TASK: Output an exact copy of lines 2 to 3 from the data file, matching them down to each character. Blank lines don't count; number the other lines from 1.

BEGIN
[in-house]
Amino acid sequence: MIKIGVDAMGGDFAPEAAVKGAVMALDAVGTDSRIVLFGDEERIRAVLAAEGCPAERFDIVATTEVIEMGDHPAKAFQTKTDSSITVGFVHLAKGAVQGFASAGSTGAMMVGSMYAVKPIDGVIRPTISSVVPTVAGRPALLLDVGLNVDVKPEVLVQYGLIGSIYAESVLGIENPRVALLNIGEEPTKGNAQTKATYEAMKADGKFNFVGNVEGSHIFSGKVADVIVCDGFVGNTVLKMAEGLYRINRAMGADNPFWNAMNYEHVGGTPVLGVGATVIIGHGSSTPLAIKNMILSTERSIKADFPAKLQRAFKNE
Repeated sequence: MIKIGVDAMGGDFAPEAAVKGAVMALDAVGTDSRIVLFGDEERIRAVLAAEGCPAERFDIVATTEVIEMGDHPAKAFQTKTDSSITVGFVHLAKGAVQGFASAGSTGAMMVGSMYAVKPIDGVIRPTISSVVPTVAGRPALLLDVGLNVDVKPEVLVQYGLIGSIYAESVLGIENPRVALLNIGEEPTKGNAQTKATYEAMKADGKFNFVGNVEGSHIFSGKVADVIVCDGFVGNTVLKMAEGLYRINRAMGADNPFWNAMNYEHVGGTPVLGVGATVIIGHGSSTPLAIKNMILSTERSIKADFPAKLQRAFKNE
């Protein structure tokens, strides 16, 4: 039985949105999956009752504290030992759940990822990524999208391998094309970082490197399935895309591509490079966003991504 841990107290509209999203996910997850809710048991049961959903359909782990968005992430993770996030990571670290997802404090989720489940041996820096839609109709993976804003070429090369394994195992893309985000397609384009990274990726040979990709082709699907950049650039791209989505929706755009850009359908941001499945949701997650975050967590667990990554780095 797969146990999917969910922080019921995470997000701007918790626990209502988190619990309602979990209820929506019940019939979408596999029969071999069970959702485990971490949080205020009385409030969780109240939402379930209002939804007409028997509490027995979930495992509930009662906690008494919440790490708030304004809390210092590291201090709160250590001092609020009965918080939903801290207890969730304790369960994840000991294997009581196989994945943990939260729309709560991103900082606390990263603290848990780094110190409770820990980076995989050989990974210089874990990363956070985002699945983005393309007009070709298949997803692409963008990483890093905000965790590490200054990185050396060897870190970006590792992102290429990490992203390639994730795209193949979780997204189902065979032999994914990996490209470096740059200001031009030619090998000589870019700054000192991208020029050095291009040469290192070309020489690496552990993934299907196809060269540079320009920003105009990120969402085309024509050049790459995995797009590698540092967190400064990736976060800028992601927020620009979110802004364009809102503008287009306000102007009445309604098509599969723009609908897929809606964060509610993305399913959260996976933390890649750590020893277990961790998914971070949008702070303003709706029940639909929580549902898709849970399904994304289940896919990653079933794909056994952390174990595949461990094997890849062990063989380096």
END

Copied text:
Amino acid sequence: MIKIGVDAMGGDFAPEAAVKGAVMALDAVGTDSRIVLFGDEERIRAVLAAEGCPAERFDIVATTEVIEMGDHPAKAFQTKTDSSITVGFVHLAKGAVQGFASAGSTGAMMVGSMYAVKPIDGVIRPTISSVVPTVAGRPALLLDVGLNVDVKPEVLVQYGLIGSIYAESVLGIENPRVALLNIGEEPTKGNAQTKATYEAMKADGKFNFVGNVEGSHIFSGKVADVIVCDGFVGNTVLKMAEGLYRINRAMGADNPFWNAMNYEHVGGTPVLGVGATVIIGHGSSTPLAIKNMILSTERSIKADFPAKLQRAFKNE
Repeated sequence: MIKIGVDAMGGDFAPEAAVKGAVMALDAVGTDSRIVLFGDEERIRAVLAAEGCPAERFDIVATTEVIEMGDHPAKAFQTKTDSSITVGFVHLAKGAVQGFASAGSTGAMMVGSMYAVKPIDGVIRPTISSVVPTVAGRPALLLDVGLNVDVKPEVLVQYGLIGSIYAESVLGIENPRVALLNIGEEPTKGNAQTKATYEAMKADGKFNFVGNVEGSHIFSGKVADVIVCDGFVGNTVLKMAEGLYRINRAMGADNPFWNAMNYEHVGGTPVLGVGATVIIGHGSSTPLAIKNMILSTERSIKADFPAKLQRAFKNE